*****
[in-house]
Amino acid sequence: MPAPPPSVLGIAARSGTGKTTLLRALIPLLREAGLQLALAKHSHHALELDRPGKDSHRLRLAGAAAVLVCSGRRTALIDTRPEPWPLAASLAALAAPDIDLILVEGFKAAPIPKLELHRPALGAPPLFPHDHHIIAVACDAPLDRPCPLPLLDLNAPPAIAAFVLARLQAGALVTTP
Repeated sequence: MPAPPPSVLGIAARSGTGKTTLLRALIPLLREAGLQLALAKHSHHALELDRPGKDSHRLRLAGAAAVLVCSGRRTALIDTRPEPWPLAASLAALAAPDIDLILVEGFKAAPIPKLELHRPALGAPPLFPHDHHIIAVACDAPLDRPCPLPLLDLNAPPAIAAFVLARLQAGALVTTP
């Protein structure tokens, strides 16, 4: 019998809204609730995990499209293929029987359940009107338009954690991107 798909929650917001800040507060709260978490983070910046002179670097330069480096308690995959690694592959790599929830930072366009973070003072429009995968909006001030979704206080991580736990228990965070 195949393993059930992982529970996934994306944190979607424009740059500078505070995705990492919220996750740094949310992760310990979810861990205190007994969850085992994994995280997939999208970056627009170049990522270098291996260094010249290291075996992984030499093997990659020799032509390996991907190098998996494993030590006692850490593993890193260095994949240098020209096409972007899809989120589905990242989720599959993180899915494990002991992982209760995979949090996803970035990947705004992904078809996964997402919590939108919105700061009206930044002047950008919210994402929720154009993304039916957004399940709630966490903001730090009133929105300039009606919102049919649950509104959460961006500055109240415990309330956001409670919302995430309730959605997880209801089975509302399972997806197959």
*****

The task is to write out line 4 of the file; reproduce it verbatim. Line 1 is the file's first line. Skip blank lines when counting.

């Protein structure tokens, strides 16, 4: 019998809204609730995990499209293929029987359940009107338009954690991107 798909929650917001800040507060709260978490983070910046002179670097330069480096308690995959690694592959790599929830930072366009973070003072429009995968909006001030979704206080991580736990228990965070 195949393993059930992982529970996934994306944190979607424009740059500078505070995705990492919220996750740094949310992760310990979810861990205190007994969850085992994994995280997939999208970056627009170049990522270098291996260094010249290291075996992984030499093997990659020799032509390996991907190098998996494993030590006692850490593993890193260095994949240098020209096409972007899809989120589905990242989720599959993180899915494990002991992982209760995979949090996803970035990947705004992904078809996964997402919590939108919105700061009206930044002047950008919210994402929720154009993304039916957004399940709630966490903001730090009133929105300039009606919102049919649950509104959460961006500055109240415990309330956001409670919302995430309730959605997880209801089975509302399972997806197959």